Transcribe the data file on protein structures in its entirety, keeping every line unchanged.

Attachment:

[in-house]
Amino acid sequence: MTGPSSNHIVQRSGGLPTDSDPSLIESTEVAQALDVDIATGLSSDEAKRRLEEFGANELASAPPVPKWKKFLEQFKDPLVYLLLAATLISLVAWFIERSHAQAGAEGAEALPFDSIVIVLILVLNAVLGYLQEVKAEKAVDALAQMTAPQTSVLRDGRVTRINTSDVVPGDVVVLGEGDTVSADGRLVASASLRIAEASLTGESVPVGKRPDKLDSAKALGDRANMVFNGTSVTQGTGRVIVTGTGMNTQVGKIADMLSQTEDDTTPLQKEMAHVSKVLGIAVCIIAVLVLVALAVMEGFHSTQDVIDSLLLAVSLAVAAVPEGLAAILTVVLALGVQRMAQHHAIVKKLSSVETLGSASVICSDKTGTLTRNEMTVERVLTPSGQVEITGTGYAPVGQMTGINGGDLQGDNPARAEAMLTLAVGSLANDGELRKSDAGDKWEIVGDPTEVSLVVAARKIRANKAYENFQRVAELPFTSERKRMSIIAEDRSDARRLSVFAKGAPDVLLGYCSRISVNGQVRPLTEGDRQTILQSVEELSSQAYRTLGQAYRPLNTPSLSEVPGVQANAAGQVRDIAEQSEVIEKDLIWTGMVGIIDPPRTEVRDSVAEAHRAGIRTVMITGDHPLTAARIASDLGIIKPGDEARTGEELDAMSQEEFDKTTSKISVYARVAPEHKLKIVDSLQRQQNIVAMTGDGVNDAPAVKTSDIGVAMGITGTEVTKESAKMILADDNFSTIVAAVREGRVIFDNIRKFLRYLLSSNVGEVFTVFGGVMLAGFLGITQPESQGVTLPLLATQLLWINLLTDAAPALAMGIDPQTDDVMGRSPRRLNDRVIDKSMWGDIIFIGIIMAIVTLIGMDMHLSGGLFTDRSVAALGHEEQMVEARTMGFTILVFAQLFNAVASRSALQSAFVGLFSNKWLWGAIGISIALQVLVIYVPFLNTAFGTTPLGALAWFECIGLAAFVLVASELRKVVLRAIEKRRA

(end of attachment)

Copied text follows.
[in-house]
Amino acid sequence: MTGPSSNHIVQRSGGLPTDSDPSLIESTEVAQALDVDIATGLSSDEAKRRLEEFGANELASAPPVPKWKKFLEQFKDPLVYLLLAATLISLVAWFIERSHAQAGAEGAEALPFDSIVIVLILVLNAVLGYLQEVKAEKAVDALAQMTAPQTSVLRDGRVTRINTSDVVPGDVVVLGEGDTVSADGRLVASASLRIAEASLTGESVPVGKRPDKLDSAKALGDRANMVFNGTSVTQGTGRVIVTGTGMNTQVGKIADMLSQTEDDTTPLQKEMAHVSKVLGIAVCIIAVLVLVALAVMEGFHSTQDVIDSLLLAVSLAVAAVPEGLAAILTVVLALGVQRMAQHHAIVKKLSSVETLGSASVICSDKTGTLTRNEMTVERVLTPSGQVEITGTGYAPVGQMTGINGGDLQGDNPARAEAMLTLAVGSLANDGELRKSDAGDKWEIVGDPTEVSLVVAARKIRANKAYENFQRVAELPFTSERKRMSIIAEDRSDARRLSVFAKGAPDVLLGYCSRISVNGQVRPLTEGDRQTILQSVEELSSQAYRTLGQAYRPLNTPSLSEVPGVQANAAGQVRDIAEQSEVIEKDLIWTGMVGIIDPPRTEVRDSVAEAHRAGIRTVMITGDHPLTAARIASDLGIIKPGDEARTGEELDAMSQEEFDKTTSKISVYARVAPEHKLKIVDSLQRQQNIVAMTGDGVNDAPAVKTSDIGVAMGITGTEVTKESAKMILADDNFSTIVAAVREGRVIFDNIRKFLRYLLSSNVGEVFTVFGGVMLAGFLGITQPESQGVTLPLLATQLLWINLLTDAAPALAMGIDPQTDDVMGRSPRRLNDRVIDKSMWGDIIFIGIIMAIVTLIGMDMHLSGGLFTDRSVAALGHEEQMVEARTMGFTILVFAQLFNAVASRSALQSAFVGLFSNKWLWGAIGISIALQVLVIYVPFLNTAFGTTPLGALAWFECIGLAAFVLVASELRKVVLRAIEKRRA